Daniel Markham makes the case for incorporating programming into what we consider literacy in his post “Programming is the new High School Diploma”.
I’m not sure I’d go as far as he would, but this is not an idea to dismiss out of hand as quite a few folks did in a Metafilter thread I was following that led me to post the following:
Actually there are many, many folks circling in on the idea that programming *is* part of a new definition of literacy.
I believe people should have basic programming skills, in as much as they have basic writing skills.
NOT simply to ‘know how a computer works’. Programing is far more than the act of giving instructions to computers to do things.
The idea isn’t to create more programmers/software engineers/computer scientists, just as teaching writing isn’t done for the sole aim of creating more authors (although it more easily opens the door). Instead, programming should be taught as a means to explore science, health, social studies, history, and math. Just as reading and writing are. Instead of creating a book report, create an interactive story with visualizations. Maybe work with other students in its production.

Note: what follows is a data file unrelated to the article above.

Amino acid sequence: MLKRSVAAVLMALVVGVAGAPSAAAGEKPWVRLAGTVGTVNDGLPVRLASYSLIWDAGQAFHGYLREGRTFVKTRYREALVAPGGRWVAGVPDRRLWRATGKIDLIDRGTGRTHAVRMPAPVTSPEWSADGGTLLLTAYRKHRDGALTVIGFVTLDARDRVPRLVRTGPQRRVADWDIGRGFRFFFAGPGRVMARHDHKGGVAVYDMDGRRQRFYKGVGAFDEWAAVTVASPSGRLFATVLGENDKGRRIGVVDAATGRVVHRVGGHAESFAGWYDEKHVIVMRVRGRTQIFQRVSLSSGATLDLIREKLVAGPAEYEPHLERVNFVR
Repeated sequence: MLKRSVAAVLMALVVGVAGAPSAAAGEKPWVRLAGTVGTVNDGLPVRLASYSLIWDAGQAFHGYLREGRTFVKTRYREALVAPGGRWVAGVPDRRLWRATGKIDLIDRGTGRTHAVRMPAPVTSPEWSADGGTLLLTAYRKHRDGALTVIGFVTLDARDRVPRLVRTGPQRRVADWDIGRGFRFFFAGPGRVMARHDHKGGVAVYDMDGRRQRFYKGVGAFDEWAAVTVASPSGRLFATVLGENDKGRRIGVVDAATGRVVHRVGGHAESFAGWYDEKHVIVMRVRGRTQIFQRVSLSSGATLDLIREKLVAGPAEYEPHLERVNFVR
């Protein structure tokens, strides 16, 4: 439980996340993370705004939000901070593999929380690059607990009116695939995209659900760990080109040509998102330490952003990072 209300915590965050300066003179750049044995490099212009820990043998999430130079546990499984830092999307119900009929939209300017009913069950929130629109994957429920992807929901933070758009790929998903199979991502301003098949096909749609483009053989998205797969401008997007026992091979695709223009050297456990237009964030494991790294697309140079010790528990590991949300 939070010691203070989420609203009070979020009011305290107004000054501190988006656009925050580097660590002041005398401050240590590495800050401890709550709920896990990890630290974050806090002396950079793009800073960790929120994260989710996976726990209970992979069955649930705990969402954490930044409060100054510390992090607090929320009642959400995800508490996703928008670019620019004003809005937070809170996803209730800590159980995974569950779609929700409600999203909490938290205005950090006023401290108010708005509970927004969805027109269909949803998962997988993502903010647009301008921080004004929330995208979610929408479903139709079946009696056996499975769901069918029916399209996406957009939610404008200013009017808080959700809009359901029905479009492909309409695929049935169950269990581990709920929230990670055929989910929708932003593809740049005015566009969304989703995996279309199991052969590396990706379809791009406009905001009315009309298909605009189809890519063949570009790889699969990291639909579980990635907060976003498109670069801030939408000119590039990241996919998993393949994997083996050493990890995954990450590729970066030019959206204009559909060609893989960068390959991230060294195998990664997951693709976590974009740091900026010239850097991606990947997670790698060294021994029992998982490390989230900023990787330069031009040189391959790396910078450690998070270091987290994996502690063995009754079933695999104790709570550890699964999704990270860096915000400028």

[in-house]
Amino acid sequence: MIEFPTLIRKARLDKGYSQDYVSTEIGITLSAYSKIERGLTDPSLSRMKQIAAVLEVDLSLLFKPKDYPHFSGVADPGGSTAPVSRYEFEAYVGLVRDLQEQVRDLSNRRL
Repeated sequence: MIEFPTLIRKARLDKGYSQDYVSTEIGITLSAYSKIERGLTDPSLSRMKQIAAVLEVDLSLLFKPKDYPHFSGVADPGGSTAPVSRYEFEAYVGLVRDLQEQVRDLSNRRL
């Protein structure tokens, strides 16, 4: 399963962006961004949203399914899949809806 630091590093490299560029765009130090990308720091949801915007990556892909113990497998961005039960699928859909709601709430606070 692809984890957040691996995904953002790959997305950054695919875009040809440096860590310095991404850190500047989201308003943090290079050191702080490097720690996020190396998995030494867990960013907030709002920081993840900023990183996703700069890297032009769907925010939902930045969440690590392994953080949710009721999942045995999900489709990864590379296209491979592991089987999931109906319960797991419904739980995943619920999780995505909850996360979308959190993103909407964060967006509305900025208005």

Even the most rudimentary programming skills enable us to better communicate with one another, to tell stories, to create our own games, and to better participate in the networked world we live in.
New tools like MIT’s Scratch are coming along to make much of this possible. Check it out.
Bret Victor – Inventing on Principle from CUSEC on Vimeo.